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D. J. D. Earn, D. He, M. B. Loeb, K. Fonseca, B. E. Lee, and J. Dushoff (2012)

Effects of school closure on incidence of pandemic influenza in Alberta, Canada

Annals of Internal Medicine, 156(3):173-181.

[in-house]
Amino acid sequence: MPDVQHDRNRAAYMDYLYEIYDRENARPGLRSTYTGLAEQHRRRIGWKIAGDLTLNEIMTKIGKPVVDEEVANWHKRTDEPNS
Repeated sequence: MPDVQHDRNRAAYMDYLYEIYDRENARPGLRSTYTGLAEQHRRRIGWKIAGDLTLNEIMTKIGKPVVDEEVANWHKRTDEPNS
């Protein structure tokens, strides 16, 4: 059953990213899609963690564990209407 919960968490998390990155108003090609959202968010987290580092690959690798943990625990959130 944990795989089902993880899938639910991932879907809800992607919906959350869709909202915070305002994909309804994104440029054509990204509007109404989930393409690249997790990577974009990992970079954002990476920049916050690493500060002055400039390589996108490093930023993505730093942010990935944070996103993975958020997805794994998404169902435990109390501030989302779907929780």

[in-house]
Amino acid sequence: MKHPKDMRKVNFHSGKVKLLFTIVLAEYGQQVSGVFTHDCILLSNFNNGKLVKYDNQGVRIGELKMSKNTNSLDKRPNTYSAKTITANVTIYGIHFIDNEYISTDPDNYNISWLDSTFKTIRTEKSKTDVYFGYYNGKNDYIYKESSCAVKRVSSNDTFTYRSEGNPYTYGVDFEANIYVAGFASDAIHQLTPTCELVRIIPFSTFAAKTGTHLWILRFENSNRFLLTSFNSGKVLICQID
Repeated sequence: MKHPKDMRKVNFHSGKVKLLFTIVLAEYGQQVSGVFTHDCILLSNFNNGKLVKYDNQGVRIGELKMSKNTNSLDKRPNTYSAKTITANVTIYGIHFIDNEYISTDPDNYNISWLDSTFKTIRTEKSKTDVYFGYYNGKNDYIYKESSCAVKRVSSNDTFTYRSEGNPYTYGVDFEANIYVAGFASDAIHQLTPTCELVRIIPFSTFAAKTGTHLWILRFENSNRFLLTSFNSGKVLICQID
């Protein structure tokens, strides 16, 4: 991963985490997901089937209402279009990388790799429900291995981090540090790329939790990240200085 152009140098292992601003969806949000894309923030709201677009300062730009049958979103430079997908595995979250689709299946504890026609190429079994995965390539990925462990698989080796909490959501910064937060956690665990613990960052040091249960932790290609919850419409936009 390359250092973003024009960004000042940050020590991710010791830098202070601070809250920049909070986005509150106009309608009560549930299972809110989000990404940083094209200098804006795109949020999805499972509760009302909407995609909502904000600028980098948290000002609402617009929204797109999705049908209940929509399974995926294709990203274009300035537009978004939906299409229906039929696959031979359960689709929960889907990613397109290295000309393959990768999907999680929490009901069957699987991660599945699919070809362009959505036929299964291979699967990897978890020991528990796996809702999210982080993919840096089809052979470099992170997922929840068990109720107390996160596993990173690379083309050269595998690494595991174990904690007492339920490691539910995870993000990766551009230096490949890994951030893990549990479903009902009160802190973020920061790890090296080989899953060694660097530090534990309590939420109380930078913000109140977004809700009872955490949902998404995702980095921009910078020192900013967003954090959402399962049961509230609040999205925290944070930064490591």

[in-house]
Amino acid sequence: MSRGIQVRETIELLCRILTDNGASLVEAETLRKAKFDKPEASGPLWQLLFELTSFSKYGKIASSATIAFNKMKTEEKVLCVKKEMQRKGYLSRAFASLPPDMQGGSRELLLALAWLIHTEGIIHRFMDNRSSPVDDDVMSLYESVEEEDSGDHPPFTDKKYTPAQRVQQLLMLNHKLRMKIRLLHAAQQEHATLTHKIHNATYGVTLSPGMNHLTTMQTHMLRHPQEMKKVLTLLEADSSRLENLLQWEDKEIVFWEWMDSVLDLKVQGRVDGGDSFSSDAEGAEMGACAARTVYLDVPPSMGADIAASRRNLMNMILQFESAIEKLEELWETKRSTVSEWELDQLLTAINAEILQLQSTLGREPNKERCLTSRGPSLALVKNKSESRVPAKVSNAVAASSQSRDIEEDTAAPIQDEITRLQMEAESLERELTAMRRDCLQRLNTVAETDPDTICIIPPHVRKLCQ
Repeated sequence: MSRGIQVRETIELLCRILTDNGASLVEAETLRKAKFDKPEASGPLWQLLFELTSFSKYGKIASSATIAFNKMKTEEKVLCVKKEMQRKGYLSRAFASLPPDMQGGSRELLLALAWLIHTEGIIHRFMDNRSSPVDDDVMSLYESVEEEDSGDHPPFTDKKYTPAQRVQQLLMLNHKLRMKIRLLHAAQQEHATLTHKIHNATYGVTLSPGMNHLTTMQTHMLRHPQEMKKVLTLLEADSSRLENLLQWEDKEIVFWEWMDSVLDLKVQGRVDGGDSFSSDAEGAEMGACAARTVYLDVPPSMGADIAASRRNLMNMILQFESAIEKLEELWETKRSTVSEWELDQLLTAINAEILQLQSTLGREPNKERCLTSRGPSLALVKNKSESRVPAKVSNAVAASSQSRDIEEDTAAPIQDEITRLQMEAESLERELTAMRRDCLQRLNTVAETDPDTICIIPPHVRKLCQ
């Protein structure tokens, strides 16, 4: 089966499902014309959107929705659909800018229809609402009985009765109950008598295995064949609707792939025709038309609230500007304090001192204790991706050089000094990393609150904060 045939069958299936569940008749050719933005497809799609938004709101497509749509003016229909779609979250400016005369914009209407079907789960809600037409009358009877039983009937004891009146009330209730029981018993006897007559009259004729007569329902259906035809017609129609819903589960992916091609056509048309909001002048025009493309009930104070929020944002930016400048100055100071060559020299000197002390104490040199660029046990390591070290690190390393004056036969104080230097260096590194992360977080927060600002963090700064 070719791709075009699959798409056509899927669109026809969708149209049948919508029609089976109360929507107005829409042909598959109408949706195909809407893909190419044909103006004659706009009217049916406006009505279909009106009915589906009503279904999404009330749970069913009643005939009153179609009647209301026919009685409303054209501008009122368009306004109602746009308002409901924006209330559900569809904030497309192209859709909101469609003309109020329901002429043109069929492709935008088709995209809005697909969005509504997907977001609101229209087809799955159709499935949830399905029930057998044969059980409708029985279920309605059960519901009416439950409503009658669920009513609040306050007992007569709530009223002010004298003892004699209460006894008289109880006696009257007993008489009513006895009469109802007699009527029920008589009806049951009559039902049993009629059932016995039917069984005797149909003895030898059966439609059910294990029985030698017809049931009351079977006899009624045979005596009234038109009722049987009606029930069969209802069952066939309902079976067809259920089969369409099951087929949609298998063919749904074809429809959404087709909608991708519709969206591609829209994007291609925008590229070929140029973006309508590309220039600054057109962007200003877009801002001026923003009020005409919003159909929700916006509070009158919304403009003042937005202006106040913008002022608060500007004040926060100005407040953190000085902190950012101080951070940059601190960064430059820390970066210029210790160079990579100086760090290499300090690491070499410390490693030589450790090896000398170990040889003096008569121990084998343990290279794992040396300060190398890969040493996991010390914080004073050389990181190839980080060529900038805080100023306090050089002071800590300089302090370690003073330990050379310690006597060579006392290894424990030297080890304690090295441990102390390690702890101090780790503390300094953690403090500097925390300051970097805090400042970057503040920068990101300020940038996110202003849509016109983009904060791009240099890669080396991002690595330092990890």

BACKGROUND: Control of pandemic influenza by social-distancing measures, such as school closures, is a controversial aspect of pandemic planning. However, investigations of the extent to which these measures actually affect the progression of a pandemic have been limited. OBJECTIVE: To examine correlations between the incidence of pandemic H1N1 (pH1N1) influenza in Alberta, Canada, in 2009 and school closures or weather changes, and to estimate the effects of school closures and weather changes on pH1N1 transmission. Design: Mathematical transmission models were fit to data that compared the pattern of confirmed pH1N1 cases with the school calendar and weather patterns. SETTING: Alberta, Canada, from 19 April 2009 to 2 January 2010. DATA SOURCES: 2009 virologic test results, 2006 census data, 2009 daily temperature and humidity data, and 2009 school calendars. MEASUREMENTS: Age-specific daily counts of positive results for pH1N1 from the complete database of 35 510 specimens submitted to the Alberta Provincial Laboratory for Public Health for virologic testing from 19 April 2009 to 2 January 2010. Results: The ending and restarting of school terms had a major effect in attenuating the first wave and starting the second wave of Social-distancing measures feature prominently in analyses of pandemic preparedness and management strategies (1), and school closure is one of the most frequently considered measures (2). Influenza incidence and mortality data do not typically show obvious effects of school closures, but several studies (2–4) have used mathematical models to infer that closing schools reduced transmission in various situations, including the first phase of the 2009 influenza pandemic in Hong Kong (5). Here, we present the effects of closing schools in Alberta, Canada, during the 2009 pandemic. The effects are visually apparent in the data and confirmed by transmission modeling. The 2009 pandemic emerged first in Mexico in April 2009 (6). The subtype of the new virus (A/H1N1) was the same as the 1918 pandemic strain, descendants of which have circulated continuously since 1977 (7). However, the new pandemic H1N1 (pH1N1) virus was sufficiently antigenically novel in humans that preexisting immunity seemed to be weak or absent in most persons (8). The World Health Organization declared the outbreak to be a pandemic on 11 June 2009 (8). By the end of December 2009, more than 12 000 deaths and more than 600 000 laboratory-confirmed cases of pH1N1 had been reported worldwide (9, 10). The World Health Organization declared the pandemic to be over on 10 August 2010. pandemic influenza cases. Mathematical models suggested that school closure reduced transmission among school-age children by more than 50\% and that this was a key factor in interrupting transmission. The models also indicated that seasonal changes in weather had a significant effect on the temporal pattern of the epidemic. LIMITATIONS: Data probably represent a small sample of all viral infections. The mathematical models make simplifying assumptions in order to make simulations and analysis feasible. CONCLUSION: Analysis of data from unrestricted virologic testing during an influenza pandemic provides compelling evidence that closing schools can have dramatic effects on transmission of pandemic influenza. School closure seems to be an effective strategy for slowing the spread of pandemic influenza in countries with social contact networks similar to those in Canada.